October was the second wettest and fifth coolest in Missouri, says state climatologist Pat Guinan. Looking ahead, he says, “The latest winter outlook for Missouri calls for above normal temperatures for the northwestern half of the state and equal chances for above, below and near normal temperatures for the rest of Missouri. Below normal precipitation is anticipated across far southeastern sections with equal chances of above, below and near normal precipitation for the rest of the state.”

With wet weather on both ends of the growing season, did corn rootworm create havoc? The preliminary results from corn root ratings collected by IL entomologists indicated that about all of the efforts to control rootworm were successful when compared against the untreated test plots. Read more.

What were some of the lessons learned about controlling corn rootworms?
1) Low densities could be the result of saturated soils or more acres planted with Bt corn.
2) Wet weather did not seem to reduce the effectiveness of soil insecticides.
3) Bt hybrids generally performed well, but not always better than soil insecticides.
4) Bt hybrids combined with soil insecticides resulted in very low root damage.
5) Data is still being tallied on which options provided the best economic sense.
6) Planting Bt hybrids in 2010 is a field by field decision, based on 2009 scouting.

Your priority on harvesting may sacrifice soil compaction, and that will be a long term problem says MO specialist Kent Shannon. He says shallow compaction of 12 inches or less can be corrected with tillage, but heavy loads on combines, trucks, or grain carts will compact soil to depths unreachable by tillage, and will remain wet late into next spring. Shannon says tire inflation pressure is one solution, and with selecting the proper tire, a 200 HP tractor may cause no more surface compaction than a 50 HP tractor.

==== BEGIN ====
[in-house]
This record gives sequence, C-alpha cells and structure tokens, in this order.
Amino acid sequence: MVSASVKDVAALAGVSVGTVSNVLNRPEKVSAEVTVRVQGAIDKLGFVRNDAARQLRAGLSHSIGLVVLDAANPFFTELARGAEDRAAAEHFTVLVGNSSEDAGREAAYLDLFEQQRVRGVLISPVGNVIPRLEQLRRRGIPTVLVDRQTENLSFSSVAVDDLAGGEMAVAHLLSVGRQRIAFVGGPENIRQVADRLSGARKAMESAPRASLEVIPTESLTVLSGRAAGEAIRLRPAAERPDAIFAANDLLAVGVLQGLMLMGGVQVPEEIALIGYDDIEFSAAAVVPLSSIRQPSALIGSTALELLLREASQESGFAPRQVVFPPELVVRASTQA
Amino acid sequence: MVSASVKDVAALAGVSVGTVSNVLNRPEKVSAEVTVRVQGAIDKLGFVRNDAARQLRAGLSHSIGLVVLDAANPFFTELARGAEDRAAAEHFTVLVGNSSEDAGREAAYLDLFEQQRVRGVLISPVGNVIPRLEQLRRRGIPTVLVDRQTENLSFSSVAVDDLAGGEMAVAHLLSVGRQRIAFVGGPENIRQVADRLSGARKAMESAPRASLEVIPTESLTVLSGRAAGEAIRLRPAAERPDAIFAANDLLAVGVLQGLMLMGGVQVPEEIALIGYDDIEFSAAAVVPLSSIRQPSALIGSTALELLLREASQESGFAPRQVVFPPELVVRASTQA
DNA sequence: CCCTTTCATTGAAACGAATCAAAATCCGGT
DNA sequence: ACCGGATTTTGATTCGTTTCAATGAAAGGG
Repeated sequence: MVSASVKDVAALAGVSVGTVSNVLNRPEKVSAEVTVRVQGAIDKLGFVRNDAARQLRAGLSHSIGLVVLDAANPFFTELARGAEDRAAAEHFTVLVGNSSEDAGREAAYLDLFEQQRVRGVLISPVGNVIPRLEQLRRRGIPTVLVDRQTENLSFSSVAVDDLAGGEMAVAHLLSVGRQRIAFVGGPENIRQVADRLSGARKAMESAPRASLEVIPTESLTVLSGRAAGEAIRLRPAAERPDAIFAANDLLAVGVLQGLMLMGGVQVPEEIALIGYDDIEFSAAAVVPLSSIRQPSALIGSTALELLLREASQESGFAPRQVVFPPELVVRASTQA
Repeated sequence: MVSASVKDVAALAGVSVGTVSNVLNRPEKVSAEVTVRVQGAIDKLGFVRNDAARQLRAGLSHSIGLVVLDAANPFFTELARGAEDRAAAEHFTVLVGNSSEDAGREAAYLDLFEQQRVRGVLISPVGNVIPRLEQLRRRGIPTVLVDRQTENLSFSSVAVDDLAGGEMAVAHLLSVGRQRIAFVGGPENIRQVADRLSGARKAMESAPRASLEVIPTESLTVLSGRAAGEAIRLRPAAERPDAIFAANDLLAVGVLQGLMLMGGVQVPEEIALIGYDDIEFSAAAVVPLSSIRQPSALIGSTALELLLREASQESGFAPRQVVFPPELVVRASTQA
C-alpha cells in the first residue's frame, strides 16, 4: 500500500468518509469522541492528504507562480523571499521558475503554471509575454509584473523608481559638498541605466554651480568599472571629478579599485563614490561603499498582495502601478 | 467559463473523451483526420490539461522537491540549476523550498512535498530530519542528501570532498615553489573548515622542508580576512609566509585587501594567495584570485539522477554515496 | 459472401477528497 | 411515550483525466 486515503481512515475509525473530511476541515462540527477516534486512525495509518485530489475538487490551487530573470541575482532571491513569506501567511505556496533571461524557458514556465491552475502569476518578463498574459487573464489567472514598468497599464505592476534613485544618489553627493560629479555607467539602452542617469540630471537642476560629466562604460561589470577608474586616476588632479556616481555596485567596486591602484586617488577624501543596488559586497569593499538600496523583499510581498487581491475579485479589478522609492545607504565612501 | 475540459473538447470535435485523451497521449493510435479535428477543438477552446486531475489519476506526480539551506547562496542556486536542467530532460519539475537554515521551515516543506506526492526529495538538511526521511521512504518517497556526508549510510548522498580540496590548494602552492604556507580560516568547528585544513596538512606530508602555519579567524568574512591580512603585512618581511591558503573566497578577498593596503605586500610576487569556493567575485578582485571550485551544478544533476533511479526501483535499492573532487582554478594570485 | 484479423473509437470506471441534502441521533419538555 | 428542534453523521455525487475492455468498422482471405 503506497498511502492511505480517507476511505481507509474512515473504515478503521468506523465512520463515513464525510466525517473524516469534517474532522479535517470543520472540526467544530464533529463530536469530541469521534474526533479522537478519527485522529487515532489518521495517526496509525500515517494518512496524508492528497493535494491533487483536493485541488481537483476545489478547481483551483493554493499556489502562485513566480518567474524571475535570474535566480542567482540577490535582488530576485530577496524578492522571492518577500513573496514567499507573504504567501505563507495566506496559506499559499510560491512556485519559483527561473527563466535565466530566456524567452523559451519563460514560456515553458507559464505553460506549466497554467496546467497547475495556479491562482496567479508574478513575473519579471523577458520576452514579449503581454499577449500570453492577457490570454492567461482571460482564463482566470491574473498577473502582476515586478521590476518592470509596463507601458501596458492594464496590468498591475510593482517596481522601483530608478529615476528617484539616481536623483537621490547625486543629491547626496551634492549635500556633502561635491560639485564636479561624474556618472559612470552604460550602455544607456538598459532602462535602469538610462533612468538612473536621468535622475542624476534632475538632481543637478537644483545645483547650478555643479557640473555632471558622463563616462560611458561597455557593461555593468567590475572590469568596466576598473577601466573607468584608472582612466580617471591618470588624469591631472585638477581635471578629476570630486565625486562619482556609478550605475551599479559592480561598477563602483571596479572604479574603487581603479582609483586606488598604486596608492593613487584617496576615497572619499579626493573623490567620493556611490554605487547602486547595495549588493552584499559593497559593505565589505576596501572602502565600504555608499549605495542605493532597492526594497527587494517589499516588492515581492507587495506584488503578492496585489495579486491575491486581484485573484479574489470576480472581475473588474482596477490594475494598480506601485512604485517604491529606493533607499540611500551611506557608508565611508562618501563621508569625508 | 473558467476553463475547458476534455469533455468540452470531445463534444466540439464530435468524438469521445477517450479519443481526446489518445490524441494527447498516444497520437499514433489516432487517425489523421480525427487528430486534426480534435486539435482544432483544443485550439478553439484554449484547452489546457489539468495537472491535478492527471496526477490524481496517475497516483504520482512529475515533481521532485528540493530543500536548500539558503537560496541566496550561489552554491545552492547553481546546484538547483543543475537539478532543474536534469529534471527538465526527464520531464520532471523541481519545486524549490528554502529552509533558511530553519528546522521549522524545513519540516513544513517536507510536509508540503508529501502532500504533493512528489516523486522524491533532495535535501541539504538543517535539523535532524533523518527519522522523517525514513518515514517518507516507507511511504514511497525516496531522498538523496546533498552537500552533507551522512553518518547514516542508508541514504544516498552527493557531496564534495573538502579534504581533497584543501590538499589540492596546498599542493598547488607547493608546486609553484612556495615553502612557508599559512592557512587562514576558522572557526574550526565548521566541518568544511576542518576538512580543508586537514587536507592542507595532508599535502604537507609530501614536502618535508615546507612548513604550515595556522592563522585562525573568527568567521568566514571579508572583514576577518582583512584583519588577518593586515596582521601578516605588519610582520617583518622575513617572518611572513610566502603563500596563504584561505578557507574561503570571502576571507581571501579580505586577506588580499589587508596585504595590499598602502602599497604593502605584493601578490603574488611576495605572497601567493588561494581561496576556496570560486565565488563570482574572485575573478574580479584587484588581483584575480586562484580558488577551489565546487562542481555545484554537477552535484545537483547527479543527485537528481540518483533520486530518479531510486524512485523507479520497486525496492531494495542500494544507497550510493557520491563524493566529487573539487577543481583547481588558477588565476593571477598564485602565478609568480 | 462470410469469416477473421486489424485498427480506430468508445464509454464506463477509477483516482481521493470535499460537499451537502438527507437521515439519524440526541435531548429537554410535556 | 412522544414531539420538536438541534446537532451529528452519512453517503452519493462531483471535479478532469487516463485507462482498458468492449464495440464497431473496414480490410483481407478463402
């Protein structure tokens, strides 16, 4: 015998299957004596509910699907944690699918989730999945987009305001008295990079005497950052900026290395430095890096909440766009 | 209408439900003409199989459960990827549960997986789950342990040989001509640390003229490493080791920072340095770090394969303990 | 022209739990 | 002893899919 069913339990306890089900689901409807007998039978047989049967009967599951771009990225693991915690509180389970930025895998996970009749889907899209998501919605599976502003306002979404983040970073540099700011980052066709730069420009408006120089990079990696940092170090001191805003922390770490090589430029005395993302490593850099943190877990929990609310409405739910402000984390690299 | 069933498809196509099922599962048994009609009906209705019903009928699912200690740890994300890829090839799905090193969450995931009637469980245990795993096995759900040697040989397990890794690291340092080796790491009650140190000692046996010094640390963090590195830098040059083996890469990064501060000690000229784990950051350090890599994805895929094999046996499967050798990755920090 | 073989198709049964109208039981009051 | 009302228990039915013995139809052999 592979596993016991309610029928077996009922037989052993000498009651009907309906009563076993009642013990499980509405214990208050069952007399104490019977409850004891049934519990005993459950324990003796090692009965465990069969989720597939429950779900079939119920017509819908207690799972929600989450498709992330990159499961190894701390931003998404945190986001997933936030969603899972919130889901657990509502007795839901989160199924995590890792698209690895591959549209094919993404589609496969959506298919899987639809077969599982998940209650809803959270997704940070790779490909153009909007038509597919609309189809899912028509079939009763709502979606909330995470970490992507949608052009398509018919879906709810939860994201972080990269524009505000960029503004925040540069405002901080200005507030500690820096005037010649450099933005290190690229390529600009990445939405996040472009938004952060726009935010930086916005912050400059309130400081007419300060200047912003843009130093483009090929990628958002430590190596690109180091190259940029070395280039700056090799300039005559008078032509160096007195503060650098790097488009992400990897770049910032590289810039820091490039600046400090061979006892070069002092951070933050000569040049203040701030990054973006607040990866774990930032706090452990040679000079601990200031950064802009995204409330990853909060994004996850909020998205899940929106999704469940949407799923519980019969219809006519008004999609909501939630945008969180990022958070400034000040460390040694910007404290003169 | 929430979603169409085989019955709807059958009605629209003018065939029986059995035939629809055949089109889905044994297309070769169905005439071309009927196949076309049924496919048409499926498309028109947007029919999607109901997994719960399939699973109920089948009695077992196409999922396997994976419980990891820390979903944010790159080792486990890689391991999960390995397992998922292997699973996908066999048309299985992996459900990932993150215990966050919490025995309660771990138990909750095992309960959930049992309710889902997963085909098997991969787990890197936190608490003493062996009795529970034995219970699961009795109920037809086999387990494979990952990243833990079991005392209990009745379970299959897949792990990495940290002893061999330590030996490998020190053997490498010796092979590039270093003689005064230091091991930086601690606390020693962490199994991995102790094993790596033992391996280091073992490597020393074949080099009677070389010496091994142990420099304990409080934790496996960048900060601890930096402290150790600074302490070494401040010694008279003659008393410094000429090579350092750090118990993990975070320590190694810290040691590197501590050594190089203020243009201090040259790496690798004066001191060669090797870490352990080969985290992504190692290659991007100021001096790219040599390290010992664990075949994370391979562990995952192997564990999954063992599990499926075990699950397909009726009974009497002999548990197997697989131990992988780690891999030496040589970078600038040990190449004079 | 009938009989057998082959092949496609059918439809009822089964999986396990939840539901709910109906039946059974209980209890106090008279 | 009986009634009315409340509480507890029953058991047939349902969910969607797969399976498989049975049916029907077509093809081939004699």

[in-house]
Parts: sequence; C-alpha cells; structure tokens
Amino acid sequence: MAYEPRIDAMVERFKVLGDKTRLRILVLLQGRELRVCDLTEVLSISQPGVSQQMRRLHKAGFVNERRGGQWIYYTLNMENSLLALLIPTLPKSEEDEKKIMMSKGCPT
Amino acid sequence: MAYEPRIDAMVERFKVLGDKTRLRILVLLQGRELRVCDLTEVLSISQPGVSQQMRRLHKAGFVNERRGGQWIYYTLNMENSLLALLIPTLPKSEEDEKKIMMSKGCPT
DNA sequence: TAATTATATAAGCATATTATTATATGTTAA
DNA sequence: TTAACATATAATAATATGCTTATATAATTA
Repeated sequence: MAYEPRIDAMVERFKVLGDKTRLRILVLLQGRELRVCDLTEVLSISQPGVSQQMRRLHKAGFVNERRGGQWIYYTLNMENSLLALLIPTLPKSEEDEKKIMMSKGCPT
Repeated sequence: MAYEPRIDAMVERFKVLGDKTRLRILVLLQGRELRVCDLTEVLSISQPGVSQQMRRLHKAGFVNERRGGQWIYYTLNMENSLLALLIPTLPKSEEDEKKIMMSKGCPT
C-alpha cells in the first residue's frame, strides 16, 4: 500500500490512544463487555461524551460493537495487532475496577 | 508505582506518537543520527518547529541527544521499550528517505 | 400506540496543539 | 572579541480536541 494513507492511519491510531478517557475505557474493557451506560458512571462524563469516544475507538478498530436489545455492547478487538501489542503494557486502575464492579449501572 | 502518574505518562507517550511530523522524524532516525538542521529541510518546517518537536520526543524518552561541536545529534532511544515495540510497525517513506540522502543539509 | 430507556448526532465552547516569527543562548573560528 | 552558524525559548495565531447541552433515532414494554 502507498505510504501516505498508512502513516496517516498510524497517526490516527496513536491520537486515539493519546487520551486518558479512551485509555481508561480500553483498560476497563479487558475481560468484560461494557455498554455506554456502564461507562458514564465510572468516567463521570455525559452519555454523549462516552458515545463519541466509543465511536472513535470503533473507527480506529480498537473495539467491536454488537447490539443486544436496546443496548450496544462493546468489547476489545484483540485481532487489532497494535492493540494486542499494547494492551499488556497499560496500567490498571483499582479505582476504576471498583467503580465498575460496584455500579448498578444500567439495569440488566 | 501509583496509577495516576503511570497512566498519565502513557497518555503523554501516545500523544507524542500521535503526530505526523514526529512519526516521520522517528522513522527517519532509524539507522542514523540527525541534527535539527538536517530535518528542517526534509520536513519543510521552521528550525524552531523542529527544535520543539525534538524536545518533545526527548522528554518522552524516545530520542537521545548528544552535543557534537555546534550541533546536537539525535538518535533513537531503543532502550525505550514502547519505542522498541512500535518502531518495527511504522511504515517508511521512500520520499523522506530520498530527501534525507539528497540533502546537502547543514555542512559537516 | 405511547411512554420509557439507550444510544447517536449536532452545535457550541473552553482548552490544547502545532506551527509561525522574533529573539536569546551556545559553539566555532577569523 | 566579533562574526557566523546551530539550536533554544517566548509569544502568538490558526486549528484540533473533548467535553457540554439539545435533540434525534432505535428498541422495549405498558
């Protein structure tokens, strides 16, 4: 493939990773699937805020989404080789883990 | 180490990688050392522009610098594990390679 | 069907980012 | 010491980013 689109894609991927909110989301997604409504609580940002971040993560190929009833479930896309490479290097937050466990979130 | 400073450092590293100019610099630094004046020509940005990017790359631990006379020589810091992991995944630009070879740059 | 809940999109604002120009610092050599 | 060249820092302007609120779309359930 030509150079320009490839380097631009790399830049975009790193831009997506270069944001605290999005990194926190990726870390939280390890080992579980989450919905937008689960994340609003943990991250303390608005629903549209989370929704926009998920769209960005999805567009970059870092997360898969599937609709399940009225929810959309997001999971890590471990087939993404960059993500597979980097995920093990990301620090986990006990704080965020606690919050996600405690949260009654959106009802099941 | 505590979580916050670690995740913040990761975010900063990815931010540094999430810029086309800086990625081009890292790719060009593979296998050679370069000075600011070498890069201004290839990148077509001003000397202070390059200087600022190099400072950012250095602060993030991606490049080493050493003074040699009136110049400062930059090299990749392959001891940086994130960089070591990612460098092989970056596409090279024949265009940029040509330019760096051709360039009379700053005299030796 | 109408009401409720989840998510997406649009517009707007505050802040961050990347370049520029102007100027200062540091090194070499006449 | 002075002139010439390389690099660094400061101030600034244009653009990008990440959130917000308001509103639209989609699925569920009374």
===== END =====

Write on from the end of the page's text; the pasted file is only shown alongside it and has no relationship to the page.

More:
Just because you had a good crop this year does not mean you can save money by avoiding P & K application before the 2010 crop according to OH fertility specialist Robert Mullen. He said many producers skipped P & K when P cost $1,200 per ton and K was over $1,000. Mullen says P has dropped to under $400 per ton and K is about $500, but both will be needed in 2010, especially if they were skipped earlier this year. He says if input costs are still a budget problem for you, look at the results of a soil test.

Fall or spring, your P & K application will produce the same yield. That is the opinion of MO soil fertility specialist Peter Scharf who also warns that if you did not get a P & K application prior to the 2009 crop, there is a potential for yield loss in your 2010 crop. But he says in the case of wheat, fall is the time when P nutrition makes the difference. Read more.

Consumer demand for pork is strong, but just how strong is an enigma to MO economists Glenn Grimes and Ron Plain. They quote USDA as saying there has been a 4% increase in demand for Jan-Sept compared to last year. Grimes and Plain doubt that degree of strength, but say consumer demand is as strong or stronger than 2008. They also challenge USDA’s way of measuring demand. They argue that credit should be given to the tonnage sold at lower prices, not just tonnage sold at regular prices.

Over 208,000 head have been removed from the US dairy herd so far this year, but OH dairy specialist Cameron Thraen says another 200,000 needs to be removed, so the national herd can drop under 9 million head. He says, “That will put farmers in a more stable position of balancing the domestic use market with only a small international component." He says the current $12.20 cwt price should rise to $15.00 in 2010.

Posted by Stu Ellis on 11/06 at 02:22 AM | Permalink